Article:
59. In the present instance, whatever the nomenclature given to the service conditions governing the employees of the 2nd respondent, they are not statutory in nature. In other words Ext. P6 service rules have not been framed under any statute, to say the least. Thus the dichotomy sought to be introduced by the learned counsel for the petitioner that the service rules framed and applied, without actually entering into individual contracts with the employees, are of public nature cannot be sustained.’

The conclusive indication is in the ultimate paragraph; ‘In the facts and circumstances, this Court holds that the 2nd respondent does not answer the description of a State, an agency or any instrumentality of State or that of any other authority. Despite the fact that as an accredited agent to the Government it discharges duties of public nature, a mere service dispute in terms of Ext.P6 non-statutory service rules does not give the necessary wherewithal to the petitioner to take recourse to Article 226 of Constitution of India. Accordingly the writ petition is dismissed at the threshold as not maintainable, but leaving it open for the petitioner to explore other legally permissible methods of grievance redressal.’”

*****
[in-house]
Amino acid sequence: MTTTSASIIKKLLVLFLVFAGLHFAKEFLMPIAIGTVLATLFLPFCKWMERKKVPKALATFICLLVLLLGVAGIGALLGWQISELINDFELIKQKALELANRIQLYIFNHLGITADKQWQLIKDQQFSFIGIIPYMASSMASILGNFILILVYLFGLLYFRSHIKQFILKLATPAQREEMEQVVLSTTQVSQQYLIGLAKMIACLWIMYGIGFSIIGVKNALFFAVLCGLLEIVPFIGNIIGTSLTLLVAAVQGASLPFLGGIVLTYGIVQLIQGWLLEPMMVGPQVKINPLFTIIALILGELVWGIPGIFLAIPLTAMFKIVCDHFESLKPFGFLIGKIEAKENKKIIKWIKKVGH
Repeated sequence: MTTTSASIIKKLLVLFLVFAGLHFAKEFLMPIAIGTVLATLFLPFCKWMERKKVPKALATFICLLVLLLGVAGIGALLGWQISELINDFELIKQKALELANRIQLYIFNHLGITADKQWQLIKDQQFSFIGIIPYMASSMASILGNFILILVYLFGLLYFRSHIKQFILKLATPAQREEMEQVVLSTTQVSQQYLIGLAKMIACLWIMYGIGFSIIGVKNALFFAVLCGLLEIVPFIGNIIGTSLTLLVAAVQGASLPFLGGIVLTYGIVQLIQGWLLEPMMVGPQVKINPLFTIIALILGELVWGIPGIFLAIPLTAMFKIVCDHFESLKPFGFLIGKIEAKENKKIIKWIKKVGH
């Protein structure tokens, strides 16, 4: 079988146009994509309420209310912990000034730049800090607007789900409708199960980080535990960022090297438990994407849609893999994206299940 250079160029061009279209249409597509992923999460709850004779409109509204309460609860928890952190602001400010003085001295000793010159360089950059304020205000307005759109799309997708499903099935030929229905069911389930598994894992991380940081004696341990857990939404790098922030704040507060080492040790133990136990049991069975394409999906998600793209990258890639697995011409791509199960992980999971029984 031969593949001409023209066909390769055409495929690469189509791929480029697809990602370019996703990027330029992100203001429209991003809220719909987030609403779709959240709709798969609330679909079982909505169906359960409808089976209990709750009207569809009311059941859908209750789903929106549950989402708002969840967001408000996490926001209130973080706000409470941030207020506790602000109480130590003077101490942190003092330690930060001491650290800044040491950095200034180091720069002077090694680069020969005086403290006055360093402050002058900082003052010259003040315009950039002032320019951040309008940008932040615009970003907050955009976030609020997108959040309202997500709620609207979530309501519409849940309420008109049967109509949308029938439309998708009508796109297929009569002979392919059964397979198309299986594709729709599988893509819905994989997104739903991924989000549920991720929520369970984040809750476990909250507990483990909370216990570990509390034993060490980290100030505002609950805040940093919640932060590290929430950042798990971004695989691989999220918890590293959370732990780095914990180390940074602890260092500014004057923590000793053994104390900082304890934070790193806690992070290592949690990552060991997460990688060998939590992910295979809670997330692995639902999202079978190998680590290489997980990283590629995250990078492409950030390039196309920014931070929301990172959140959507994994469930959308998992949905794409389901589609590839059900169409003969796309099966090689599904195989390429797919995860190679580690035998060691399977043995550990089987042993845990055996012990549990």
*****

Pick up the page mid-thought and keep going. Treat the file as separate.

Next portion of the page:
Finally and far most importantly, the Full Bench then rightly holds in para 40 that, “It is trite position of law that the power of the High Court conferred under Article 226 of the Constitution to issue writs, for enforcement of any of the rights conferred by Part III of the Constitution and for any other purpose can be directed to any person or authority. But it is well understood that a mandamus would lie to secure the performance of a public or statutory duty in the performance of which, the person who seek such a writ has a sufficient legal interest. The writ, in form of a command directing particular act to be done would lie against a nature of public duty, though the person or authority on whom the statutory duty is imposed need not be a public official or an official body. A writ in the nature of mandamus would also lie against a private body, but only when such body performs any public function. The commercial business of banking, though is a function of public importance is not a public function and this position, succinctly flow from the decision of the Apex Court in case of Federal Bank Ltd. (supra). Merely because the Reserved Bank of India prescribe the banking policy for the sound economic growth and any particular bank function under the Banking Regulation Act, a private company carrying on business or commercial activity of banking do not conclusively establish that it discharge any public function or public duty. The Regulations are to be ranked not more than regulatory measures and if there is a failure to adhere to the said regulations, certain consequences are visited, is also not an indication to categorize the functioning as public duty. Similarly, merely because an organisation carries on function of public importance which are akin to or closely related to government functions, it would be no reason to hold that it discharge public functions.